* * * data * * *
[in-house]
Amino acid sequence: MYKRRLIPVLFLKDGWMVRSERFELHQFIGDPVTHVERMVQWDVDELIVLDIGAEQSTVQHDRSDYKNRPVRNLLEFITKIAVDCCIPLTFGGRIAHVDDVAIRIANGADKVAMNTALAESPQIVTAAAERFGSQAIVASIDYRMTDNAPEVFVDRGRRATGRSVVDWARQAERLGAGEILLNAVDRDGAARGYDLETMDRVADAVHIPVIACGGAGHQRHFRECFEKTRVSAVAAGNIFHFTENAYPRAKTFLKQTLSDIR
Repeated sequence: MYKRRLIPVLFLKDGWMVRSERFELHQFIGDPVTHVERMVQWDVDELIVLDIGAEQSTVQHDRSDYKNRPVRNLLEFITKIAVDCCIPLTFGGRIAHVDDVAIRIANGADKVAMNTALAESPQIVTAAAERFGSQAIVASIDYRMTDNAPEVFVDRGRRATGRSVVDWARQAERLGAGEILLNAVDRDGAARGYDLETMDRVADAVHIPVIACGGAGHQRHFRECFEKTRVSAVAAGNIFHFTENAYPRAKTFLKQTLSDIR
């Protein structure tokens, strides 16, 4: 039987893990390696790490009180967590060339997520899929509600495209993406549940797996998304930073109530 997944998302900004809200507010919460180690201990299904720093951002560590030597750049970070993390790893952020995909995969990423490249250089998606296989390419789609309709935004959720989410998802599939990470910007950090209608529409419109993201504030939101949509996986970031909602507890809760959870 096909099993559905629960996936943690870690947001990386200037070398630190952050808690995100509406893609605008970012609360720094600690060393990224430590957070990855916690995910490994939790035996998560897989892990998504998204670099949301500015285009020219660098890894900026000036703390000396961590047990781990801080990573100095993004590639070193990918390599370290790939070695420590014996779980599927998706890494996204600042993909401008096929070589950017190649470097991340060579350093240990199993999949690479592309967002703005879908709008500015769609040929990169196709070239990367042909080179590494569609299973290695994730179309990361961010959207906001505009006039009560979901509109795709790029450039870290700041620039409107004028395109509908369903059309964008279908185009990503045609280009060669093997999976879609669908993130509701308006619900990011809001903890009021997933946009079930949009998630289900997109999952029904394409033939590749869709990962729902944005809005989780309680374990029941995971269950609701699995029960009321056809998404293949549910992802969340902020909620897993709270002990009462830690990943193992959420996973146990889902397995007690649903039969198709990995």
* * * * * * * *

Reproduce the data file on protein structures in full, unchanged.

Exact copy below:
[in-house]
Amino acid sequence: MYKRRLIPVLFLKDGWMVRSERFELHQFIGDPVTHVERMVQWDVDELIVLDIGAEQSTVQHDRSDYKNRPVRNLLEFITKIAVDCCIPLTFGGRIAHVDDVAIRIANGADKVAMNTALAESPQIVTAAAERFGSQAIVASIDYRMTDNAPEVFVDRGRRATGRSVVDWARQAERLGAGEILLNAVDRDGAARGYDLETMDRVADAVHIPVIACGGAGHQRHFRECFEKTRVSAVAAGNIFHFTENAYPRAKTFLKQTLSDIR
Repeated sequence: MYKRRLIPVLFLKDGWMVRSERFELHQFIGDPVTHVERMVQWDVDELIVLDIGAEQSTVQHDRSDYKNRPVRNLLEFITKIAVDCCIPLTFGGRIAHVDDVAIRIANGADKVAMNTALAESPQIVTAAAERFGSQAIVASIDYRMTDNAPEVFVDRGRRATGRSVVDWARQAERLGAGEILLNAVDRDGAARGYDLETMDRVADAVHIPVIACGGAGHQRHFRECFEKTRVSAVAAGNIFHFTENAYPRAKTFLKQTLSDIR
């Protein structure tokens, strides 16, 4: 039987893990390696790490009180967590060339997520899929509600495209993406549940797996998304930073109530 997944998302900004809200507010919460180690201990299904720093951002560590030597750049970070993390790893952020995909995969990423490249250089998606296989390419789609309709935004959720989410998802599939990470910007950090209608529409419109993201504030939101949509996986970031909602507890809760959870 096909099993559905629960996936943690870690947001990386200037070398630190952050808690995100509406893609605008970012609360720094600690060393990224430590957070990855916690995910490994939790035996998560897989892990998504998204670099949301500015285009020219660098890894900026000036703390000396961590047990781990801080990573100095993004590639070193990918390599370290790939070695420590014996779980599927998706890494996204600042993909401008096929070589950017190649470097991340060579350093240990199993999949690479592309967002703005879908709008500015769609040929990169196709070239990367042909080179590494569609299973290695994730179309990361961010959207906001505009006039009560979901509109795709790029450039870290700041620039409107004028395109509908369903059309964008279908185009990503045609280009060669093997999976879609669908993130509701308006619900990011809001903890009021997933946009079930949009998630289900997109999952029904394409033939590749869709990962729902944005809005989780309680374990029941995971269950609701699995029960009321056809998404293949549910992802969340902020909620897993709270002990009462830690990943193992959420996973146990889902397995007690649903039969198709990995």